Resources: Basic Bike Commuting Gear

This blog post is part of a new series by our bike ambassadors. It’s dedicated to presenting tips that will encourage new riders to get started. We’ll link these posts on our Resources page, forming a library of tips for beginning cyclists.


Commuting by bicycle isn’t complicated. You don’t need much to get started. Once you have a bike that fits you and is in working condition, you’re almost all set to ride. These basics will ensure that you’re safe, lawful, and comfortable.

A helmet: While a helmet is not required by law in D.C. for riders over the age of 16, there’s nothing wrong with protecting your head.


U-lock: Unless you are just taking your bicycle out for a spin, you’re going to want to be able to leave your bike outside your destination (i.e. Metro station, restaurant, workplace, etc.) and rest assured it will be waiting for you when you’re ready to head home. Purchasing and properly using the best lock you can afford will provide a sense of security when you don’t have your eyes on your bike.

Lights: Requirements for lights vary by jurisdiction, but regardless, it’s important to keep yourself visible on the road. Make sure to use a white headlight (front light) and a red taillight (rear light) when it’s dark, foggy, or in wet weather. There are several types of bike lights, and the one that suits your needs depends on your ride. Riding a dark trail at night? You’ll want the brightest one you can find to help illuminate the path in front of you. Riding down a heavily light cycle track? Maybe you can get by with smaller blinky lights. Even if you don’t think you’ll ever ride at night, you never know when you may leave work later than you planned, get caught in the rain, or decide you need to take your bike out after dark.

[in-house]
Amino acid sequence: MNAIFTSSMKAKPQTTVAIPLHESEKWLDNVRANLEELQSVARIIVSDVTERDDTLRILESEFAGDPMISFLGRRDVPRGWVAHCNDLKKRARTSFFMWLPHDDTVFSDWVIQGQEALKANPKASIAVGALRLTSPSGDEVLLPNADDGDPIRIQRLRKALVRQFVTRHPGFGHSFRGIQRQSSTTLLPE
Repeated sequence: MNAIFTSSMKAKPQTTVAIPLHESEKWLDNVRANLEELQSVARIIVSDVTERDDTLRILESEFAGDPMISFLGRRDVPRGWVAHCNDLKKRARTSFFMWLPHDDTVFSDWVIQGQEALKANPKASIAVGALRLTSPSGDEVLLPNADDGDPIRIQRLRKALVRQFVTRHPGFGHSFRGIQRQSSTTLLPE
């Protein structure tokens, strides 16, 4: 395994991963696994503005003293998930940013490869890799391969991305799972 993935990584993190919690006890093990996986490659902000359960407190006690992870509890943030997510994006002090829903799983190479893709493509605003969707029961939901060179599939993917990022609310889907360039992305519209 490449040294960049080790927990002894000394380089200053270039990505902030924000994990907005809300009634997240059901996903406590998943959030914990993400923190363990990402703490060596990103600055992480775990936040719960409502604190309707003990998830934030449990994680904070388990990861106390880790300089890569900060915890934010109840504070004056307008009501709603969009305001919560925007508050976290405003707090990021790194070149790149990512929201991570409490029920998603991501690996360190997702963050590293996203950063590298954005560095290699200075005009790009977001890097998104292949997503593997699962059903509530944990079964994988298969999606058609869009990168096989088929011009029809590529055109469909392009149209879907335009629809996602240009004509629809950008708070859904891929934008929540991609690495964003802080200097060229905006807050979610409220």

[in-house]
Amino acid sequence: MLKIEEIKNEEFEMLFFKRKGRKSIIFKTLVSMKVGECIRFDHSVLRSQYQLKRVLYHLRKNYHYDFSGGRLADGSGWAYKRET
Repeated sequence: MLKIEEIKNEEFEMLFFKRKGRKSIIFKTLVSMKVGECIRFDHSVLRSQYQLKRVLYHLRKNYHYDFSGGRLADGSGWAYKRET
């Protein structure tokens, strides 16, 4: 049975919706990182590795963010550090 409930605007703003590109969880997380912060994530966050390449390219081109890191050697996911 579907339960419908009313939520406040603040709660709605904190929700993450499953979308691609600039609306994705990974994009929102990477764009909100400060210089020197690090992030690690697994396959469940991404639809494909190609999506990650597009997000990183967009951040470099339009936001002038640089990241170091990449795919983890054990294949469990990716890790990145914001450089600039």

Some bicycle commuters often find that it’s nice to have a few extras beyond what’s absolutely necessary. These nice-to-have items include:

Bell: Bells are not only for your safety, but for the safety of other bicyclists and pedestrians out on the road. A bell can communicate to others that you’re passing, warn jaywalkers that you are approaching, or grab the attention of a passenger hopping out of a cab before they door you.


Fenders: Avoid loking like a skunk after your rainy day rides by adding fenders to your bike. A wet and puddle-filled ride becomes more enjoyable when you’re not working about getting your clothes filthy on the way.

Gloves: Plenty of riders use cushioned gloves on their everyday commute throughout the year. Protecting your hands from the cold, wet, and wind is crucial during the winter months since most braking and shifting control comes from your hands and fingers. For most short commutes, your usual winter gloves will suffice.